I made a pile of seedbead necklaces last week, all about 23" long, some I've added deerskin strings to, to make them adjustable, add pendants, feathers, whatever one likes.

This for now is a fixed length, but easy enough to add leather strings.

BTW, I just got some mood beads. Are they ever wild! Amazing colours. I guess the '70s are back, bigger and better than ever -- except everyone from then keeps DYING so it's kind of a bittersweet trip down memory lane. I missed mood rings the first time around... I actually knew one person who had one. I thought it was the tackiest thing I'd ever seen, cheap glass set in plastic, basically. But they did turn colours. High tech for those days. These beads I just got are finished nicely, edged in silver colour metal with large holes, so they're a lot more useful.

Looks like I have the whole week coming up free of typing and I plan to get a lot done -- including my pesky taxes. Geez, didn't we just have to do those a few months ago? Time is flyin', innit? Only 8 months and 5 days until Christmas. Get your orders in now, folks.

This necklace is for sale: $35 plus shipping/handling. Email me if interested. Thanks for looking!

Friday 13 April 2012

Bwahahahaha V, I think...

I've lost track. These are rawther cute, I think. These are the same skull beads -- well, not exactly the same ones, but you know what I mean... don't you? I hope you do -- that my dog ate at 4:30 a.m. last Saturday morning while I was sitting here checking my email just before loading up the truck with my market bags and boxes. I could hear this strange crunching coming from the kitchen but most of the sound was drowned out by the two fans humming away inside the hard drive beside me here. I thought at first he was drinking water very loudly... then I thought is he eating ICE? From where? Crunching on a stick??? But... oh nooooooooooooooooo.......... I rushed in and he was scarfing down the skulls that I had tied into threes with fishing line and indestructable sharkskin price tags for the market. (Those price tags really ARE completely indestructable, btw.)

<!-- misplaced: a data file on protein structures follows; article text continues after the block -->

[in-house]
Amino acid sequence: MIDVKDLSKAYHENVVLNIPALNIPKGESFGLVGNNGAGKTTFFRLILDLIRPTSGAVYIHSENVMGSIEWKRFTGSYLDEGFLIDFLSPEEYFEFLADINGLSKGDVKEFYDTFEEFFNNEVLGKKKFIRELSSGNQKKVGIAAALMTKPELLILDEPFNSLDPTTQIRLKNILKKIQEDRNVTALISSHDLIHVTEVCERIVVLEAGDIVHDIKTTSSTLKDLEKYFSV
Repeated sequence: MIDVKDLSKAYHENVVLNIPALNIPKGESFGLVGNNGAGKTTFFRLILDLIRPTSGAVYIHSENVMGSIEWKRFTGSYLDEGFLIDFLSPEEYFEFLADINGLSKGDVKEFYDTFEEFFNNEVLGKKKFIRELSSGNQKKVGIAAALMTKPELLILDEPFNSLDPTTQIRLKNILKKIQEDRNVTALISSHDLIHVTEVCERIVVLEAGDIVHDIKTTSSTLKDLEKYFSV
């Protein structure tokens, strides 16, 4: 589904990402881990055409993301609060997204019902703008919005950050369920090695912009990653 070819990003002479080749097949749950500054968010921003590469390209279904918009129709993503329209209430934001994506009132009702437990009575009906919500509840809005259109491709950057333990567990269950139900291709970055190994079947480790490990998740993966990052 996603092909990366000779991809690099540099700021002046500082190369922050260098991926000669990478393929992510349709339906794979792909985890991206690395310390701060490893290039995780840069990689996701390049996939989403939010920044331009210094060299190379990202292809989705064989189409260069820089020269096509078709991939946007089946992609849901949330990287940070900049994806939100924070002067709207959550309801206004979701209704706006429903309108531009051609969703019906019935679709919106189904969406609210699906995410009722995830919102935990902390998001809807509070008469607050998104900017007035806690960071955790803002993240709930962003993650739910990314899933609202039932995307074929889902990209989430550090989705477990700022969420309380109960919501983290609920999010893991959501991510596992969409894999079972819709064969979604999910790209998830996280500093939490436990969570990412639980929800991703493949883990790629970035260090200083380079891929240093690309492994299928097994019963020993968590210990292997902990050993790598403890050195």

What do you say to a dog doing his doggy job eating bones??? It was my fault for putting them at nose level, sitting on the top of a bag of market stuff.

Here are a couple of the ones he didn't eat.

In case you're wondering, they all came out in the end largely intact (including fishing line -- I was terrified I was looking at a huge vet bill) during our walk last Sunday morning.

The earrings are for sale, $25 plus shipping. I can upgrade the silver-plated earwires to argentium sterling for $3 more.

Thanks for looking!

PEE ESS: From the Too Good Not To Share Department, a sign I saw today at a local greenhouse, Walter's, out on Highway 5 near 24: "We're so excited it's spring, we almost wet our plants".